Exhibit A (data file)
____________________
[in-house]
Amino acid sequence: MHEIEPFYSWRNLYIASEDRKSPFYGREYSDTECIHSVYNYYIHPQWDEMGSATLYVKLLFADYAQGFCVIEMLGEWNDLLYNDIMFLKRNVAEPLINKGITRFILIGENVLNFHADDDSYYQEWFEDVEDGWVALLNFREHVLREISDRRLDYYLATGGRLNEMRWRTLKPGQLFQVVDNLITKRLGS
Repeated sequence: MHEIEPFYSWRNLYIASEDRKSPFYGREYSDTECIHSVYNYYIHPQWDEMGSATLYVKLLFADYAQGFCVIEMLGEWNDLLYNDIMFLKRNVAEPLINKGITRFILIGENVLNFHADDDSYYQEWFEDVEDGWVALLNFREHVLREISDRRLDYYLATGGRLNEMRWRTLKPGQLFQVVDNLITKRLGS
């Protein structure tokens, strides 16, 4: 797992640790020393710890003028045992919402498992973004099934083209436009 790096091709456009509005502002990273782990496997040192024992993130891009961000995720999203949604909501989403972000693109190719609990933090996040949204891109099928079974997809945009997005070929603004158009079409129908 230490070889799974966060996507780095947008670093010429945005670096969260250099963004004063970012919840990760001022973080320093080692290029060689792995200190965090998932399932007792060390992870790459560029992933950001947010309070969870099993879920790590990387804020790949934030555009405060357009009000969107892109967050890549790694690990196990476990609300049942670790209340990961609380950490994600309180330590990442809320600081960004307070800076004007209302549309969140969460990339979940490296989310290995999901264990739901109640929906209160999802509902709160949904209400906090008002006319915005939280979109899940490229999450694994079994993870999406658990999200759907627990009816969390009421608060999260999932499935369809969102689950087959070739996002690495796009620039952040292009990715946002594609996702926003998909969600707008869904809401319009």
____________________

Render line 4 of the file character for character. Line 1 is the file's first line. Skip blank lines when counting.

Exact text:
């Protein structure tokens, strides 16, 4: 797992640790020393710890003028045992919402498992973004099934083209436009 790096091709456009509005502002990273782990496997040192024992993130891009961000995720999203949604909501989403972000693109190719609990933090996040949204891109099928079974997809945009997005070929603004158009079409129908 230490070889799974966060996507780095947008670093010429945005670096969260250099963004004063970012919840990760001022973080320093080692290029060689792995200190965090998932399932007792060390992870790459560029992933950001947010309070969870099993879920790590990387804020790949934030555009405060357009009000969107892109967050890549790694690990196990476990609300049942670790209340990961609380950490994600309180330590990442809320600081960004307070800076004007209302549309969140969460990339979940490296989310290995999901264990739901109640929906209160999802509902709160949904209400906090008002006319915005939280979109899940490229999450694994079994993870999406658990999200759907627990009816969390009421608060999260999932499935369809969102689950087959070739996002690495796009620039952040292009990715946002594609996702926003998909969600707008869904809401319009």